Smoke and Mirrors: An Interview with Andrew Wehmann

by Christine Junge Read the Story December 14, 2015

Overall, your story “Monarchs” makes me think about the lack of choice people have, or feel they have, when they’re put in a really bad, kill-or-be-killed world. Was that the moral you were going for?

No. This isn’t a parable. For me, it’s a love story.

What was the attraction of setting a love story in such a ghastly, kill-or-be-killed world? Was it something about the unexpectedness of finding love in a (literal) vehicle of death?

I didn’t set out to write a love story. I set out to write a story about a man running over people. After the first paragraph, it became a love story because a story about a man running over people is about as interesting to me as a story about two dogs fucking.

I really liked the juxtaposition of the macabre elements of your story with some normal, even delicate, details, like the red nail polish on trainee’s toenails and that she sits with her feet hanging out the windows. That description made me feel like they were on their way to the beach. Did those details come to you right from the start, when you first pictured the trainee, or were they added in a later draft?

Yes, those details came when I initially wrote those sentences. The trainee had to be flippantly sexy versus the story’s ghastly world so as to catch the narrator’s eye and the reader’s attention.

Some of the conversations between the trainee and the narrator seem to be non-sequiturs, like when the narrator asks whether naming the people they have to kill would make the murders harder and she answers, “We have big tires. This is a jeep.” Am I reading their conversation correctly? What did you hope to achieve with their dialogue?

You’re reading it correctly. Characters shouldn’t listen to each other too much. When they do listen, they should mishear and misunderstand. It’s just dreadful to read a story in which characters always understand each other. Better yet, characters should often lie and suspect lies. That kind of paranoid menace really drives dialogue. I don’t understand all these trustworthy characters in fiction. The tricky part is to do all that with clarity.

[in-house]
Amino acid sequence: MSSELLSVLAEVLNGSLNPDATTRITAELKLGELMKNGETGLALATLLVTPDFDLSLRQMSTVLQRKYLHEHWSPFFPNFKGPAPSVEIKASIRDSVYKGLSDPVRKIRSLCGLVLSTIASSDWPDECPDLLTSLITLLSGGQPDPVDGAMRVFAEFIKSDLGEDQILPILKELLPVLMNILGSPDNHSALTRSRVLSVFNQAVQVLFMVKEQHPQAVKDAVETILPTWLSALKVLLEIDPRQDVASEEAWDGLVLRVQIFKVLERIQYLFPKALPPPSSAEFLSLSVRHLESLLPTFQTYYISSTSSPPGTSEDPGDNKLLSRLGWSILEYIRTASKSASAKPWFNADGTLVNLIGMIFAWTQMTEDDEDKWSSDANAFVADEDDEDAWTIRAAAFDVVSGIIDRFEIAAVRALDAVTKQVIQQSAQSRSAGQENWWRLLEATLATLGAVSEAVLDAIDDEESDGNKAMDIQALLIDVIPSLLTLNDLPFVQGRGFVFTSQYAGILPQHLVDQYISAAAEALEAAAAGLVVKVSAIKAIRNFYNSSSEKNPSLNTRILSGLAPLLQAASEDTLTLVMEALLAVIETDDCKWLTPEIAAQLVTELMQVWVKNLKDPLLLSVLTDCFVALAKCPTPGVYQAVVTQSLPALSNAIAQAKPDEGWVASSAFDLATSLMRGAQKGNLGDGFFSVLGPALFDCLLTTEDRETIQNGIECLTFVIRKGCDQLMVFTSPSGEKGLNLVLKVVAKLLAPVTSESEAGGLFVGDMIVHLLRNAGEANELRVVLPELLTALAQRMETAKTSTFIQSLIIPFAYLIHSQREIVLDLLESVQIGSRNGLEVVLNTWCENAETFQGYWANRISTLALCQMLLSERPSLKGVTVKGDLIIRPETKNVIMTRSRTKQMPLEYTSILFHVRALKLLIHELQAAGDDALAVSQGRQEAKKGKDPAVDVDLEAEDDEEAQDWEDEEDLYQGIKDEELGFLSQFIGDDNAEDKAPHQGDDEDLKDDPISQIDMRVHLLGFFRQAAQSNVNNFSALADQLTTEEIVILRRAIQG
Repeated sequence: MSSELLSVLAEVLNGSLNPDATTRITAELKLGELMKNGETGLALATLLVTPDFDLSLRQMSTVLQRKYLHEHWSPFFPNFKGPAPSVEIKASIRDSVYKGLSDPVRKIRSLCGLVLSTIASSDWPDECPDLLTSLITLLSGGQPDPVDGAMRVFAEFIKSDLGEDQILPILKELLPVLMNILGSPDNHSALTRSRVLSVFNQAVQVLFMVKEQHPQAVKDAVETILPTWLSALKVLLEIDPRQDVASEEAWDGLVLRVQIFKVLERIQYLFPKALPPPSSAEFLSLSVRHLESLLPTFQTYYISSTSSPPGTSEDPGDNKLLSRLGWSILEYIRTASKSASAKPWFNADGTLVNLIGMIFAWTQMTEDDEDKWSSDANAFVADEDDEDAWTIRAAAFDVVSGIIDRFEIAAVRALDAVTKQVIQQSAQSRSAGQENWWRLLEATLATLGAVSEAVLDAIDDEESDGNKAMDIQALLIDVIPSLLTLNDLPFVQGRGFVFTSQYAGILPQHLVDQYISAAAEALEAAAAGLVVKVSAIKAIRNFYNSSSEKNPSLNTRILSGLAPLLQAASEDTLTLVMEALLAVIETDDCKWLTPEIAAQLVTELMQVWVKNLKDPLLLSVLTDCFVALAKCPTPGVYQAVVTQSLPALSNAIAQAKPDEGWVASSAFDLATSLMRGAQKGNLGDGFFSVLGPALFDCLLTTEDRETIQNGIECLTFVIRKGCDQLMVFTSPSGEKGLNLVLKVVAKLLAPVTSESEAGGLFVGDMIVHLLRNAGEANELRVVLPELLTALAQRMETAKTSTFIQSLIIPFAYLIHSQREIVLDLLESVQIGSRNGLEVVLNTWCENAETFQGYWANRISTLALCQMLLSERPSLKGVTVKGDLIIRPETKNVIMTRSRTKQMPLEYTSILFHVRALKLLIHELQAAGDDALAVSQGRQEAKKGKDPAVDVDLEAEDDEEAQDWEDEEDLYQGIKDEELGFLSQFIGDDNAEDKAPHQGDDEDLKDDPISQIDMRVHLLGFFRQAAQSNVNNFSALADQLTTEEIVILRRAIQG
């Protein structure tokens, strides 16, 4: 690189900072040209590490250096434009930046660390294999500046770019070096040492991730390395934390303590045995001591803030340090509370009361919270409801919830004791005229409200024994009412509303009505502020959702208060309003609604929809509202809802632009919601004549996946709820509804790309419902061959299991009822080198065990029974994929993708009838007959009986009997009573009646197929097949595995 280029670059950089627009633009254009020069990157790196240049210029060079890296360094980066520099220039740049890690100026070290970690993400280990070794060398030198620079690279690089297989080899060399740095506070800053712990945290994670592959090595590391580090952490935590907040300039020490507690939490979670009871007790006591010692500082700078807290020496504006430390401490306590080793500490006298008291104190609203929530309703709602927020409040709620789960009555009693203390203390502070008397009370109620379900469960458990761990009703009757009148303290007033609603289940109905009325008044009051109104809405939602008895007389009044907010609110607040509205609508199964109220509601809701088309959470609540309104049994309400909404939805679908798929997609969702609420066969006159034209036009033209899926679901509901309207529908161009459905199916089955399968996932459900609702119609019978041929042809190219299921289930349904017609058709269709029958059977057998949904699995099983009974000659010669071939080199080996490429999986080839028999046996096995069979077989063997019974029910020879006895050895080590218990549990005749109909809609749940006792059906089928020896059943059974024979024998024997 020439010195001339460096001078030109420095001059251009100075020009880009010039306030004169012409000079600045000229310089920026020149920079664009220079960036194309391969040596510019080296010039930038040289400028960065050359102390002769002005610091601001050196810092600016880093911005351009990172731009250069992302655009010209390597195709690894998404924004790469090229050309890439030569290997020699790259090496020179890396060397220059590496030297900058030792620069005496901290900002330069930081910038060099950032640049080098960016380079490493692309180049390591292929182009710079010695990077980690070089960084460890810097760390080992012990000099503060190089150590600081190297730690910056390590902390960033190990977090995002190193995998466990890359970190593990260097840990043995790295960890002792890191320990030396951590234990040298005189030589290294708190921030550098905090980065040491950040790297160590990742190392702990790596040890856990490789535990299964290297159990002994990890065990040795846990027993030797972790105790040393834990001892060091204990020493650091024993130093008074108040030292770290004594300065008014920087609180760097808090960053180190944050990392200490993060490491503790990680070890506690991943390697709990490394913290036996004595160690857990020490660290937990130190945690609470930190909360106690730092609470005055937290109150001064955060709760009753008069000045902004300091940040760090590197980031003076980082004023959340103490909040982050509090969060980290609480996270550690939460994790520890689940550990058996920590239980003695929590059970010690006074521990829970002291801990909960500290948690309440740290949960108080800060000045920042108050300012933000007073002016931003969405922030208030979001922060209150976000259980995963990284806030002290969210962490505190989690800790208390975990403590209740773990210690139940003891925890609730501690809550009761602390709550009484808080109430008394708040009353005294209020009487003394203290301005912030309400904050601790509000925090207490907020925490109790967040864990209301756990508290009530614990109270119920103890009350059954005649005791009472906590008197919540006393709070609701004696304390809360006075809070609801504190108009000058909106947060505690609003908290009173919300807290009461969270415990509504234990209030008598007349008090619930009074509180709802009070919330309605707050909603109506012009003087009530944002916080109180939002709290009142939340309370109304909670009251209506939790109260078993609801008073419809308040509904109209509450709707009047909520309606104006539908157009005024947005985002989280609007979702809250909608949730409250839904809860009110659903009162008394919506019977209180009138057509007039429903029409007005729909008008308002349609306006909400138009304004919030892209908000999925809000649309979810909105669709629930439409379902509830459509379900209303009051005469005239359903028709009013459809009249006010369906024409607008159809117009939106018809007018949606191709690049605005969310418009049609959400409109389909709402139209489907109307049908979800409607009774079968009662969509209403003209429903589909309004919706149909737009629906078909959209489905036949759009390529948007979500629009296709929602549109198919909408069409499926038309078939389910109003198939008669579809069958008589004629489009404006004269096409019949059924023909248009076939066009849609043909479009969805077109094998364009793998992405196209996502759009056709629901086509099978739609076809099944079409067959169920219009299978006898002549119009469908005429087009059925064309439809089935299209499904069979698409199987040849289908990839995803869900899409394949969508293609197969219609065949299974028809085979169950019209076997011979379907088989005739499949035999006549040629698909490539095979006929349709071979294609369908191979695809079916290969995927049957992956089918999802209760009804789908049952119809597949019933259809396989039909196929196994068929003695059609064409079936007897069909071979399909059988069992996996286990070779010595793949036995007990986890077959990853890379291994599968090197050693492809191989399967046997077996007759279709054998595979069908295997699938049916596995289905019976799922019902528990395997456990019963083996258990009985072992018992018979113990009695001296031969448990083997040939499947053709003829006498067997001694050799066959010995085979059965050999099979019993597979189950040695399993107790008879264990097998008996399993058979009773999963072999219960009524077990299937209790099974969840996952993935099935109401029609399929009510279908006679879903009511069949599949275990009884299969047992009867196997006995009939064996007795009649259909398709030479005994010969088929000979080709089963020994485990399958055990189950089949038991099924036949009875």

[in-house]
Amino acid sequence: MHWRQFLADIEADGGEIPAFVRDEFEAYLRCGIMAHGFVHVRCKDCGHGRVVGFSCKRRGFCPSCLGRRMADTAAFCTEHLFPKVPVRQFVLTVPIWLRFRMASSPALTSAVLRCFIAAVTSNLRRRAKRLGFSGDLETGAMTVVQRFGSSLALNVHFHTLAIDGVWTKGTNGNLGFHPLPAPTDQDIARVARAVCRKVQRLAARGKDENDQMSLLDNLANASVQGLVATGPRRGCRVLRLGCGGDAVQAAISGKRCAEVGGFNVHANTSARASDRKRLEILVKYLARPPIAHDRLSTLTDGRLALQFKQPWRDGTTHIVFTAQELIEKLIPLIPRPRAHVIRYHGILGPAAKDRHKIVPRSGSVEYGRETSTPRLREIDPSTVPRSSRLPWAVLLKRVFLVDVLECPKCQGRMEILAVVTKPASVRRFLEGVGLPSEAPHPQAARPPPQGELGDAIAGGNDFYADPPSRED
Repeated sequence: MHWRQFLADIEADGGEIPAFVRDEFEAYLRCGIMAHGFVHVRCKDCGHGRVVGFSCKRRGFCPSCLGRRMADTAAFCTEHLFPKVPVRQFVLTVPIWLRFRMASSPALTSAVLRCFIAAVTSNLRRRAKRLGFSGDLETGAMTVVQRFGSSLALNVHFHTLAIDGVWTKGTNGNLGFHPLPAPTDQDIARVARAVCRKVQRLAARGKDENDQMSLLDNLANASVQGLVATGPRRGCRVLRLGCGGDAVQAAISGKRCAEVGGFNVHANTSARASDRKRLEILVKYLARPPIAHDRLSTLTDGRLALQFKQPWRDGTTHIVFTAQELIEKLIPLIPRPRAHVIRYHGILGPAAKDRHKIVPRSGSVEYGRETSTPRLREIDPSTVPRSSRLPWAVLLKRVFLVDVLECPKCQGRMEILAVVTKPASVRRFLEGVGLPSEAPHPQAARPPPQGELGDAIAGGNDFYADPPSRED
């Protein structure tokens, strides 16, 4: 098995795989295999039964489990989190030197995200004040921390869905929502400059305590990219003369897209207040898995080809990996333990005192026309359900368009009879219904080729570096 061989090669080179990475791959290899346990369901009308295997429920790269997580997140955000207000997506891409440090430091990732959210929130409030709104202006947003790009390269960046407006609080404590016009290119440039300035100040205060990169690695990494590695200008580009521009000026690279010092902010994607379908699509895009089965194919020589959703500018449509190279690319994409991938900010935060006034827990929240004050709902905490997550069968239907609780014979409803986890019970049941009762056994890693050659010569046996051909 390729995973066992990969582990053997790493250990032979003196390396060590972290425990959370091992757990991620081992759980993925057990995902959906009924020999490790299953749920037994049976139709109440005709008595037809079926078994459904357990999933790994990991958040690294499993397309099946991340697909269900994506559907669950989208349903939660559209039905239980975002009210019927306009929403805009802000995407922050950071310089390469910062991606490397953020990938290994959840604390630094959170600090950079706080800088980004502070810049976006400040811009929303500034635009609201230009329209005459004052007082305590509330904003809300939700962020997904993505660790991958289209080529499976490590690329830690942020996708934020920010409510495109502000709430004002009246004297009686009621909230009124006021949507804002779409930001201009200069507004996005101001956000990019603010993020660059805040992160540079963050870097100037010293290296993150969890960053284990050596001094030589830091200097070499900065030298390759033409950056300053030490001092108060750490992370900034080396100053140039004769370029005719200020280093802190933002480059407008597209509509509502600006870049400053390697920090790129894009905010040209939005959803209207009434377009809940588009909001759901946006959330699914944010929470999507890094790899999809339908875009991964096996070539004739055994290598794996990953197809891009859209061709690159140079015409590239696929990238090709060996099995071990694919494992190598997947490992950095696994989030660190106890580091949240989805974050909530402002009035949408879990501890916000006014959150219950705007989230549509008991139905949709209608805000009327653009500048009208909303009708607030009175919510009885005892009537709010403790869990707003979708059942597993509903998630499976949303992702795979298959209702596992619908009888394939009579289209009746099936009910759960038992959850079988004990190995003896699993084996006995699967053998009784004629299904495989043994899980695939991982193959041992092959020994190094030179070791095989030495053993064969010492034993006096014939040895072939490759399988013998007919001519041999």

Why butterflies?

Because of that physical, fluttery feeling a man gets from a woman touching his knee—that old idiom about “butterflies in one’s stomach.” When the trainee puts her hand on the narrator’s leg, he gets that feeling. I turned the metaphor actual. The epigraph should point to the rest.

You don’t hear much about the Ohio literary scene, but from your Instagram feed, it seems like you’re going to a lot of events.

I’m living and teaching in Akron while finishing the final year of my creative writing MFA with the NEOMFA (Northeast Ohio Master of Fine Arts). Northeast Ohio has a stellar literary scene. In Akron, there’s the Big Big Mess Reading Series. A brief drive north in Cleveland, there’s Brews+Prose and the CSU Poetry Center’s Lighthouse Reading Series, among others. There’s always stuff going on in Youngstown and Kent, too. It seems like I’m attending readings nearly every week. Yes, northeast Ohio has a wonderful literary scene.

About the Author:

Andrew Wehmann lives in Akron, OH, and can be read most recently in The New Old Stock and Insomnia&Obsession.

About the Interviewer:

Christine Junge is a writer and editor currently living in the San Francisco Bay area.

About the Artist:

Claire Ibarra is a writer, poet, and photographer. Her photographs have appeared in numerous journals and magazines, including Roadside Fiction, Alimentum--The Literature of Food, Foliate Oak, Lime Hawk, and Blue Fifth Review. She was an artist in residence for Counterexample Poetics and art editor for Gulf Stream Magazine. Claire’s work was included in the “Finding the Light” Exhibition at the PhotoPlace Gallery.